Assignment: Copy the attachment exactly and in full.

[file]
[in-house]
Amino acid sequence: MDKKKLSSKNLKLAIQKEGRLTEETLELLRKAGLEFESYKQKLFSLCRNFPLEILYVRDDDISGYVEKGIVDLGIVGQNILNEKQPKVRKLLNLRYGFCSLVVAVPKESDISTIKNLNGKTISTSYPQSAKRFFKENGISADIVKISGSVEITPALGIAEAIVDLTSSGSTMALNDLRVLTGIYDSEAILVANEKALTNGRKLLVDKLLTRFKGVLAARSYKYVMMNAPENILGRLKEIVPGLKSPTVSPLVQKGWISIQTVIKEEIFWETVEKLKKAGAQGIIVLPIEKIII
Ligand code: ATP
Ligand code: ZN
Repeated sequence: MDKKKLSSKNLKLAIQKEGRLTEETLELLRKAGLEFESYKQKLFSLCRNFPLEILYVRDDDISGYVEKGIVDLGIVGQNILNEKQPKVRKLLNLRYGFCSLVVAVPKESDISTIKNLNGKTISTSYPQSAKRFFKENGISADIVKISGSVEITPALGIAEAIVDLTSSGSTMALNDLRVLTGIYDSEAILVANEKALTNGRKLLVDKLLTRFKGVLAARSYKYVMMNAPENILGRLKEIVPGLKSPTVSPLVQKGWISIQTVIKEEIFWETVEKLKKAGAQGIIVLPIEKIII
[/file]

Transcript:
[in-house]
Amino acid sequence: MDKKKLSSKNLKLAIQKEGRLTEETLELLRKAGLEFESYKQKLFSLCRNFPLEILYVRDDDISGYVEKGIVDLGIVGQNILNEKQPKVRKLLNLRYGFCSLVVAVPKESDISTIKNLNGKTISTSYPQSAKRFFKENGISADIVKISGSVEITPALGIAEAIVDLTSSGSTMALNDLRVLTGIYDSEAILVANEKALTNGRKLLVDKLLTRFKGVLAARSYKYVMMNAPENILGRLKEIVPGLKSPTVSPLVQKGWISIQTVIKEEIFWETVEKLKKAGAQGIIVLPIEKIII
Ligand code: ATP
Ligand code: ZN
Repeated sequence: MDKKKLSSKNLKLAIQKEGRLTEETLELLRKAGLEFESYKQKLFSLCRNFPLEILYVRDDDISGYVEKGIVDLGIVGQNILNEKQPKVRKLLNLRYGFCSLVVAVPKESDISTIKNLNGKTISTSYPQSAKRFFKENGISADIVKISGSVEITPALGIAEAIVDLTSSGSTMALNDLRVLTGIYDSEAILVANEKALTNGRKLLVDKLLTRFKGVLAARSYKYVMMNAPENILGRLKEIVPGLKSPTVSPLVQKGWISIQTVIKEEIFWETVEKLKKAGAQGIIVLPIEKIII